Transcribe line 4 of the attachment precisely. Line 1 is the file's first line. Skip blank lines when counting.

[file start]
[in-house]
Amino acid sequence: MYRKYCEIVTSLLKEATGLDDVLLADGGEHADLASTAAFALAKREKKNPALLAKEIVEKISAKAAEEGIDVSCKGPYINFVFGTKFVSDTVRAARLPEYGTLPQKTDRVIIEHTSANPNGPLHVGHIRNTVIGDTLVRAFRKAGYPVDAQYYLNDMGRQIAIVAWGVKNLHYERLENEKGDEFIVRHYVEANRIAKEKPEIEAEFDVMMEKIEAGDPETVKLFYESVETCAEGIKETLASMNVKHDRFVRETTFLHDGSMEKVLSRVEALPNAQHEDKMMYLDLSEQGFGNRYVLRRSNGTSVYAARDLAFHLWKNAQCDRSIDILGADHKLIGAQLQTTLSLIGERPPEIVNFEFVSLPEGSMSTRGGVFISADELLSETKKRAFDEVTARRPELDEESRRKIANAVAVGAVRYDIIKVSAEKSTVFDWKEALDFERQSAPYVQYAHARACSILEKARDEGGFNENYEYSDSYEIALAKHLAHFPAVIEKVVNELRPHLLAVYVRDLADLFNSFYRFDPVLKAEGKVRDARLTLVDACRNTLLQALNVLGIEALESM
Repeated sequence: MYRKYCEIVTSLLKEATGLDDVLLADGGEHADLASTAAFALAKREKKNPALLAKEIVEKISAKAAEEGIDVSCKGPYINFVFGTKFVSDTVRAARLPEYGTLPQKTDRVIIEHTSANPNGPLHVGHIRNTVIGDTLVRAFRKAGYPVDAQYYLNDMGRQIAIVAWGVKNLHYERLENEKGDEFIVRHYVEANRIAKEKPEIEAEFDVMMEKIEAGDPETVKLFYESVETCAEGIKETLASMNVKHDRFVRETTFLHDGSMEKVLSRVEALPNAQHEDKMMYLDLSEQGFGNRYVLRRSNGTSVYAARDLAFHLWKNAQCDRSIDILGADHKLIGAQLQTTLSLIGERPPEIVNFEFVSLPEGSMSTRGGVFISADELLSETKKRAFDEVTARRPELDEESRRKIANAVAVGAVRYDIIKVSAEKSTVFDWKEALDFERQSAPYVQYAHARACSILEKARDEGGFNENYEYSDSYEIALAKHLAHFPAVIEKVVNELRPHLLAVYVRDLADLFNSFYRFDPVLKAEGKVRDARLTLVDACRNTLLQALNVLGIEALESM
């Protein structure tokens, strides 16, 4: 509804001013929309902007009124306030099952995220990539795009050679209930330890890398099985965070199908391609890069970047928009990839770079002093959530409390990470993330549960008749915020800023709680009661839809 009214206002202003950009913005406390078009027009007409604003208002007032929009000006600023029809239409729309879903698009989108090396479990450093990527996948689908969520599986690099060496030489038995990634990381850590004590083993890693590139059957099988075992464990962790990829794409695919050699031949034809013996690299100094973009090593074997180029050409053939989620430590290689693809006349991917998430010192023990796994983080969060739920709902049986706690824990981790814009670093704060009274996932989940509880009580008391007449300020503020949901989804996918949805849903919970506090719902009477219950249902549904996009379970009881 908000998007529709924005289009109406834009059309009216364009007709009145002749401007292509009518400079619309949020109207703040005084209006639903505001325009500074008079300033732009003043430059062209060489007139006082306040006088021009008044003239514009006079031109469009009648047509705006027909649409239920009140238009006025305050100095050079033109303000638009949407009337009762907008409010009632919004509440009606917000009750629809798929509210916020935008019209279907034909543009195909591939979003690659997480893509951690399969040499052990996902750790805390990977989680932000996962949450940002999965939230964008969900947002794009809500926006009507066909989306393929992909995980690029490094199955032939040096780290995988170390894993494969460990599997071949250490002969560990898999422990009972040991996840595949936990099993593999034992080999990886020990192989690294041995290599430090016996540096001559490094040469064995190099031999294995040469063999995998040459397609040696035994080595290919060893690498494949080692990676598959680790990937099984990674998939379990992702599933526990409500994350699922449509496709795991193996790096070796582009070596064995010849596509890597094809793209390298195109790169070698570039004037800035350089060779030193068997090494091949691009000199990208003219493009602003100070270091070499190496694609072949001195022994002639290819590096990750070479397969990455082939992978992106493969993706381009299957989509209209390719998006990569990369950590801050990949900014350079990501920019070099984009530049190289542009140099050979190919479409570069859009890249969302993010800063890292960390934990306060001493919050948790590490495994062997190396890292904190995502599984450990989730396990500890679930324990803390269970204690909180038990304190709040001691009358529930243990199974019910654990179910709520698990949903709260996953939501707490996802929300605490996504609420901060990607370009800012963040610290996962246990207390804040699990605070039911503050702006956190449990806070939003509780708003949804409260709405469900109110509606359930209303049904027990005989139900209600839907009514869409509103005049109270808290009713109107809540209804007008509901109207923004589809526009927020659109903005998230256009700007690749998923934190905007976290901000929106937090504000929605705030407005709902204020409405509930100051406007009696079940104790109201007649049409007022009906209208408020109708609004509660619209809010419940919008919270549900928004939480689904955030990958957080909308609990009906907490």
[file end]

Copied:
């Protein structure tokens, strides 16, 4: 509804001013929309902007009124306030099952995220990539795009050679209930330890890398099985965070199908391609890069970047928009990839770079002093959530409390990470993330549960008749915020800023709680009661839809 009214206002202003950009913005406390078009027009007409604003208002007032929009000006600023029809239409729309879903698009989108090396479990450093990527996948689908969520599986690099060496030489038995990634990381850590004590083993890693590139059957099988075992464990962790990829794409695919050699031949034809013996690299100094973009090593074997180029050409053939989620430590290689693809006349991917998430010192023990796994983080969060739920709902049986706690824990981790814009670093704060009274996932989940509880009580008391007449300020503020949901989804996918949805849903919970506090719902009477219950249902549904996009379970009881 908000998007529709924005289009109406834009059309009216364009007709009145002749401007292509009518400079619309949020109207703040005084209006639903505001325009500074008079300033732009003043430059062209060489007139006082306040006088021009008044003239514009006079031109469009009648047509705006027909649409239920009140238009006025305050100095050079033109303000638009949407009337009762907008409010009632919004509440009606917000009750629809798929509210916020935008019209279907034909543009195909591939979003690659997480893509951690399969040499052990996902750790805390990977989680932000996962949450940002999965939230964008969900947002794009809500926006009507066909989306393929992909995980690029490094199955032939040096780290995988170390894993494969460990599997071949250490002969560990898999422990009972040991996840595949936990099993593999034992080999990886020990192989690294041995290599430090016996540096001559490094040469064995190099031999294995040469063999995998040459397609040696035994080595290919060893690498494949080692990676598959680790990937099984990674998939379990992702599933526990409500994350699922449509496709795991193996790096070796582009070596064995010849596509890597094809793209390298195109790169070698570039004037800035350089060779030193068997090494091949691009000199990208003219493009602003100070270091070499190496694609072949001195022994002639290819590096990750070479397969990455082939992978992106493969993706381009299957989509209209390719998006990569990369950590801050990949900014350079990501920019070099984009530049190289542009140099050979190919479409570069859009890249969302993010800063890292960390934990306060001493919050948790590490495994062997190396890292904190995502599984450990989730396990500890679930324990803390269970204690909180038990304190709040001691009358529930243990199974019910654990179910709520698990949903709260996953939501707490996802929300605490996504609420901060990607370009800012963040610290996962246990207390804040699990605070039911503050702006956190449990806070939003509780708003949804409260709405469900109110509606359930209303049904027990005989139900209600839907009514869409509103005049109270808290009713109107809540209804007008509901109207923004589809526009927020659109903005998230256009700007690749998923934190905007976290901000929106937090504000929605705030407005709902204020409405509930100051406007009696079940104790109201007649049409007022009906209208408020109708609004509660619209809010419940919008919270549900928004939480689904955030990958957080909308609990009906907490």